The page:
Ever-reliable Mancunians serve up another album that’s as warming as the morning’s fourth whisky
It’s unfortunate that the cover art for Elbow’s seventh album reflects the cartoonish sci-fi aesthetic of 2016 video game No Man’s Sky, a near-endless virtual universe of 18 quintillion planets that many gamers found to be a repetitive and dreary façade of stratospheric enormity. Some feel the same way about Elbow and, lacking any glorious unifying anthems like ‘One Day Like This’ and, um, all of Elbow’s other glorious unifying anthems, they won’t find anything to change their minds in ‘Little Fictions’. A stylistic handbrake turn this is not; they’re still
Doves with narcolepsy.
There’s much to love, though, for those who find Elbow’s lethargic northern atmospherics as warm and comforting as the morning’s fourth whisky. Marking a return to communal writing around an open fire in Scotland, ‘Little Fictions’ is a 13-tog duvet of a record, freed from Guy Garvey’s relationship upheavals that informed 2014’s ‘The Take Off And Landing Of Everything’ and his 2015 solo album ‘Courting The Squall’, and out to find some joy and romance in a darkening world. It’s there in the uplifting gospel and Afrobeat splashes, in the somnolent cowbell rave of ‘Gentle Storm’ and in the gorgeous Velvet Underground lollops of ‘All Disco’ and ‘Kindling’, both the sound of ‘Venus In Furs’ high on Radox. And it’s there in first single ‘Magnificent (She Says)’, a stirring, string-swaddled vision of a young girl playing happily on a beach, a portrait of parental pride and childhood hope in the face of Hurricane Boris.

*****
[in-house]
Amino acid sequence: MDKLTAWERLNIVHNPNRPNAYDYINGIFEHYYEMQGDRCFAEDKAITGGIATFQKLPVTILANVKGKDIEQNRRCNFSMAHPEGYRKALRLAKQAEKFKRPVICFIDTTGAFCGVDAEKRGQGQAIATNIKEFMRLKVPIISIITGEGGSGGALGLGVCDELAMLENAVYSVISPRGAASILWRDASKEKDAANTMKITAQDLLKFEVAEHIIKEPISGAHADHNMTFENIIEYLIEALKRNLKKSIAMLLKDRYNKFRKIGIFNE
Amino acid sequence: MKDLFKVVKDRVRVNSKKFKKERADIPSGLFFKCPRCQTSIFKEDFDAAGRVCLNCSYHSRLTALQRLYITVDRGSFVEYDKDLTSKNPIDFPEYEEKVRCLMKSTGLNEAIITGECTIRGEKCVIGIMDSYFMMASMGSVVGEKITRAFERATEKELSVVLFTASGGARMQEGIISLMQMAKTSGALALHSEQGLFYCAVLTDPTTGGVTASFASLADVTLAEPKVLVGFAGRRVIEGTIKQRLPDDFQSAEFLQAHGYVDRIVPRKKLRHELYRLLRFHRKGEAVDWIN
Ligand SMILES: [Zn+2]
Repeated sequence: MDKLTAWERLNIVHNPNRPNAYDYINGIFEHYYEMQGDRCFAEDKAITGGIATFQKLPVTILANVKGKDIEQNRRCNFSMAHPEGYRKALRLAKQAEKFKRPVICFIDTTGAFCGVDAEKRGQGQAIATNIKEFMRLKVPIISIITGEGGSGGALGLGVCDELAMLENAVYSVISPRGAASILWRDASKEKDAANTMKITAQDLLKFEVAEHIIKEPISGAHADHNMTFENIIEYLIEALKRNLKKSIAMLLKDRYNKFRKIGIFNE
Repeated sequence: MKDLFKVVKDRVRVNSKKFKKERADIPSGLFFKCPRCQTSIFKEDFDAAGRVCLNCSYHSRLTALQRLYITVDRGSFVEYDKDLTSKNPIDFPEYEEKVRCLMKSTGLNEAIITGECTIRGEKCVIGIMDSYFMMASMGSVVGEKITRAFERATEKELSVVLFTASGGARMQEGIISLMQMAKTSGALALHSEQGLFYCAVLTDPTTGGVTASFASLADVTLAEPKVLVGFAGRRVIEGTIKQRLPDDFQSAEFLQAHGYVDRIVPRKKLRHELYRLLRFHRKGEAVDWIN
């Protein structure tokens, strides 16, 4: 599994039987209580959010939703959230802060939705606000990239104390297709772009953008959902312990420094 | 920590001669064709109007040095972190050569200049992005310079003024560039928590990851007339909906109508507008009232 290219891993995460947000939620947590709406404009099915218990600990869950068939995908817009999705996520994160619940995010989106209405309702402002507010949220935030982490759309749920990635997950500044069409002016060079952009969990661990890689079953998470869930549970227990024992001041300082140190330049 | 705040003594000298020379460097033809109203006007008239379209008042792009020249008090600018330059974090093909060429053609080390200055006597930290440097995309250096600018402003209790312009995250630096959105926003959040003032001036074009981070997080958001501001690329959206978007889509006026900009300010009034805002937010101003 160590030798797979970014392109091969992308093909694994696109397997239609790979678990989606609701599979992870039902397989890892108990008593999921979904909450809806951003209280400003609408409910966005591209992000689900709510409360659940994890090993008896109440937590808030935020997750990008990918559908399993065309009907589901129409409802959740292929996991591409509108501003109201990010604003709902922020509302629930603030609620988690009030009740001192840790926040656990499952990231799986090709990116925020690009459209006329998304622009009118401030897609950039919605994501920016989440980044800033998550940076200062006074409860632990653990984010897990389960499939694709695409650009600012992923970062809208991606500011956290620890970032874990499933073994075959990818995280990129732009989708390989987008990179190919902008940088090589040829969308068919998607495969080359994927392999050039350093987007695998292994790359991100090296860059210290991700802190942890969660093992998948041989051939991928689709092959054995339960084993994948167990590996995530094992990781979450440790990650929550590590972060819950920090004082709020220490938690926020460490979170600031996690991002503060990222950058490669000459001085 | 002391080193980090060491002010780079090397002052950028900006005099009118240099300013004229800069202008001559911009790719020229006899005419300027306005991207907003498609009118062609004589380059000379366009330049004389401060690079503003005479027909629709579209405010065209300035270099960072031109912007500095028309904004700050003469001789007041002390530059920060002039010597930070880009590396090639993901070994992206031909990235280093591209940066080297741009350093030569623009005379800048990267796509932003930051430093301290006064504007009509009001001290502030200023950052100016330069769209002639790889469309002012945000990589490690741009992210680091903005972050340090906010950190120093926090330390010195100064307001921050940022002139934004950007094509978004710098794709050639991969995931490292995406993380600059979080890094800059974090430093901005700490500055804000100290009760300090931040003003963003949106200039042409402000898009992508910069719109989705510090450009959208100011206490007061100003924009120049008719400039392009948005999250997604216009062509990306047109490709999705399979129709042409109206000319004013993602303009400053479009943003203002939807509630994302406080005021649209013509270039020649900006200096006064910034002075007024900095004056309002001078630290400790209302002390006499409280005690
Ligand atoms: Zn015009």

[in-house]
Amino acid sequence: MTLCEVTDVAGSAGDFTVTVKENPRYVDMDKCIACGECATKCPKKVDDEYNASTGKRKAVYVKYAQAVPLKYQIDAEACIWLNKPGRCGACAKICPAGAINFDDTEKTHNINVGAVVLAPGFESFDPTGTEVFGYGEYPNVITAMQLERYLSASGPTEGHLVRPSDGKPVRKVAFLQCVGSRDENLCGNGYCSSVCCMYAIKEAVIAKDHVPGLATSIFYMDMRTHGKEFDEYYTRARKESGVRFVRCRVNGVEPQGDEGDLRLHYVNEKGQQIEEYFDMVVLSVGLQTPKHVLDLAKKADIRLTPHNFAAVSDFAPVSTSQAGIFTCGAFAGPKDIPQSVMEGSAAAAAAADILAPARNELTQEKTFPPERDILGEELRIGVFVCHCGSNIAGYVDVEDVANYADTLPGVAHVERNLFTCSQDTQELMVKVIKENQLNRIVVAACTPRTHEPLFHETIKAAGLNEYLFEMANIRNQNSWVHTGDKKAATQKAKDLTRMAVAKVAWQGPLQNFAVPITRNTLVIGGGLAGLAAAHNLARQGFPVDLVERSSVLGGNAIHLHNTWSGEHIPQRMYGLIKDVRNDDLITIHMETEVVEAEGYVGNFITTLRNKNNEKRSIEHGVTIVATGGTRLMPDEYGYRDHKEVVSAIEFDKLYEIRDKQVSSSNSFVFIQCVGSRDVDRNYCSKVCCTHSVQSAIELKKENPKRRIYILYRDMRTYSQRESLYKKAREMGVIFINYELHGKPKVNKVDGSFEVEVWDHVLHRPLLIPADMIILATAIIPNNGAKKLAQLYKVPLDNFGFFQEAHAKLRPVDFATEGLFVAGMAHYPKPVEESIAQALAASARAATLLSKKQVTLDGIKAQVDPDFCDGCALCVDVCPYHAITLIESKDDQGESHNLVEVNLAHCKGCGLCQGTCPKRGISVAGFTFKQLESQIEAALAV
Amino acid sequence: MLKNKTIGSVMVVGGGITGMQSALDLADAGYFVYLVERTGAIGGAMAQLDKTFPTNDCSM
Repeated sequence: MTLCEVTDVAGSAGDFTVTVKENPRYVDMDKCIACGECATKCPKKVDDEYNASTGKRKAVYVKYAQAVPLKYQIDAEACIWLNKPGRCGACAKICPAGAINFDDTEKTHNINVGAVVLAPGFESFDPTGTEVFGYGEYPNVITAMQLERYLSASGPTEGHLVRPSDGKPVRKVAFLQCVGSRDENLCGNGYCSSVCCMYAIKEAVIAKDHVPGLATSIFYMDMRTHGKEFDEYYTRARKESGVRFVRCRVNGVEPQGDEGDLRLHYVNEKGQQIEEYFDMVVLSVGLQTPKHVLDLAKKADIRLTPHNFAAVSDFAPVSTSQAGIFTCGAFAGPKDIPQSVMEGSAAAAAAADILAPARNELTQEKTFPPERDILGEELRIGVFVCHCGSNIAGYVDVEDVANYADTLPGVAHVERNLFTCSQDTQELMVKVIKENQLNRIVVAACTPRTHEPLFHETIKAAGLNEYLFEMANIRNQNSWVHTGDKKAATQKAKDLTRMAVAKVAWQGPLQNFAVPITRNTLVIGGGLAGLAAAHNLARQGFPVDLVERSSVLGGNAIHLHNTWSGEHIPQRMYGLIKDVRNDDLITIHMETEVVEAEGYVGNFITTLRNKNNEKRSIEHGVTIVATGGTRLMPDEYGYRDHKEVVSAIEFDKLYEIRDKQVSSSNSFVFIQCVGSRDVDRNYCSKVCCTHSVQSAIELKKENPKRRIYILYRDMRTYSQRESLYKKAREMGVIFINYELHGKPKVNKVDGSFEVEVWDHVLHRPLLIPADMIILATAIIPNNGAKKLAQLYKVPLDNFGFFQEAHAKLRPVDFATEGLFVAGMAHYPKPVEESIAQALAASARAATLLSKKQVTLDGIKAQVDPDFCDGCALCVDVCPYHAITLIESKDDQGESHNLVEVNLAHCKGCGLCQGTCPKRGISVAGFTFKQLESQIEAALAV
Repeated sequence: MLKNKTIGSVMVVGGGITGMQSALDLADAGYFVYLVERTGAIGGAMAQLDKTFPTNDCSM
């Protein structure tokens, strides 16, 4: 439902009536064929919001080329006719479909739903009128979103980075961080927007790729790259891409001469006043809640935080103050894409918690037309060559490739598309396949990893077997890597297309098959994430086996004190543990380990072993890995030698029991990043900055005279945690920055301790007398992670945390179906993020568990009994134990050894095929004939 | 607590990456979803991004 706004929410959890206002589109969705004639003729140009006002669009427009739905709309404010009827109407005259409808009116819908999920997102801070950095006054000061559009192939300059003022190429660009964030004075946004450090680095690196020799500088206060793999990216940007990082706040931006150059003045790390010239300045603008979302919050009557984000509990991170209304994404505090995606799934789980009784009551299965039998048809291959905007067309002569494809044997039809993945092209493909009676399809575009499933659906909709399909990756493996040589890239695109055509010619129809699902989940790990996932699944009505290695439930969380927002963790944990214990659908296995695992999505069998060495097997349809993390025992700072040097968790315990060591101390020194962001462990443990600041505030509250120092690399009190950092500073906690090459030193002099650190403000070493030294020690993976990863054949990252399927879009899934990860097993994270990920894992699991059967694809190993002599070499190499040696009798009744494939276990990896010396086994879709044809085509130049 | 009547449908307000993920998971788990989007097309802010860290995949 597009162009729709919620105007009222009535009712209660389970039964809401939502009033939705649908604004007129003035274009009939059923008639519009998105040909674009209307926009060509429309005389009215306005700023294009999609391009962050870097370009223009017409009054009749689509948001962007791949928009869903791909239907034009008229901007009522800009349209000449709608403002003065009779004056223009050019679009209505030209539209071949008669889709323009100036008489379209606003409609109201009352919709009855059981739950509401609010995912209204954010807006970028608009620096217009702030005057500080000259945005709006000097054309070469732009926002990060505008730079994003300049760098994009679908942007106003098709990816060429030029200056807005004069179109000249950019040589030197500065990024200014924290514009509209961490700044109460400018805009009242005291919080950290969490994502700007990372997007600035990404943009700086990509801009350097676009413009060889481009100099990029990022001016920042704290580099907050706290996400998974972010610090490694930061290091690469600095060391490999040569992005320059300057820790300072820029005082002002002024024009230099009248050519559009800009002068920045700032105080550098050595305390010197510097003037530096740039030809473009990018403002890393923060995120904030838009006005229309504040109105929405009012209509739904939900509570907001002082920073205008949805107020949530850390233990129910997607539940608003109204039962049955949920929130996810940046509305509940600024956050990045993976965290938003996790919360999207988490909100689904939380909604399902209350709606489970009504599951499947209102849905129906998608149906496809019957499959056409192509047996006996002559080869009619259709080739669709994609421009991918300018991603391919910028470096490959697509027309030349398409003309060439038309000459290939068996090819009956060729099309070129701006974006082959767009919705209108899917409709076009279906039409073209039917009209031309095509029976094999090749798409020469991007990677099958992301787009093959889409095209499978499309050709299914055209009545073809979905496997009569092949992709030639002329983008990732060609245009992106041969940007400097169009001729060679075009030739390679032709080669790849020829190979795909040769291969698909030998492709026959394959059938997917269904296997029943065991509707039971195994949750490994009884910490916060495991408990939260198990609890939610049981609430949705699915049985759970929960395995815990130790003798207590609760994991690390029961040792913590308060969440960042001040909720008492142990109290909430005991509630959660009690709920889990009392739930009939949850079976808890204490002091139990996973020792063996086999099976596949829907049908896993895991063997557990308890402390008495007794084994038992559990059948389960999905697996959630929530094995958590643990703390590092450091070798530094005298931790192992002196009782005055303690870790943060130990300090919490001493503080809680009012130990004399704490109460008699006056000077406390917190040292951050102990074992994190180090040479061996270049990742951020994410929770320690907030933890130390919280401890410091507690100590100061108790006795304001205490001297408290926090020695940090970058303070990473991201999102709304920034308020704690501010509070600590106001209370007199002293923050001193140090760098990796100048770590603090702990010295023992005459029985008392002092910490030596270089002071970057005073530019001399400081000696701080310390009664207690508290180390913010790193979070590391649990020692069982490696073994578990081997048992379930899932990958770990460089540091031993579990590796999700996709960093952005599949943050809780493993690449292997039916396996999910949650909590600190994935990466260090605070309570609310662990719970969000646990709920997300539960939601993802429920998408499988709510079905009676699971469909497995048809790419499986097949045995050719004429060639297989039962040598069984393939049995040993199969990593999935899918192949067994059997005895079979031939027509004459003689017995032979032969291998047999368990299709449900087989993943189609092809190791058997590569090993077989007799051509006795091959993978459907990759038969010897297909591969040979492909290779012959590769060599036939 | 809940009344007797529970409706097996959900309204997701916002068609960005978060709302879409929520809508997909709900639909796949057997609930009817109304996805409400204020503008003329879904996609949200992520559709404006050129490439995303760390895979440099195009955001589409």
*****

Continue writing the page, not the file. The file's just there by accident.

Not that ‘Little Fictions’ completely glosses over the terrors and challenges of 2017, like ramming a pillow over your ears at a Trump press conference. The electronic hula of ‘K2’ has Garvey sing-rapping about Britain’s blind plunge towards an increasingly s**t-brown Brexit “full of blood, snot and teeth and the glory of no one”. He attacks the partisan press and “the villains at the tiller” who “gambled the farm on a headline” and considers going to live in a caravan in the Andes. That this, and the routine desperation of a spluttering relationship described in a whirlwind of backward violins on the eight-minute title track, sound as reassuring as a slightly experimental shipping forecast will merely maintain Elbow’s standing as the musical prescription tranquilliser you’re either deeply addicted to or find too mild for your narcotic tastes.
If you’re chasing the initial buzz, ‘Little Fictions’ is quite a hit.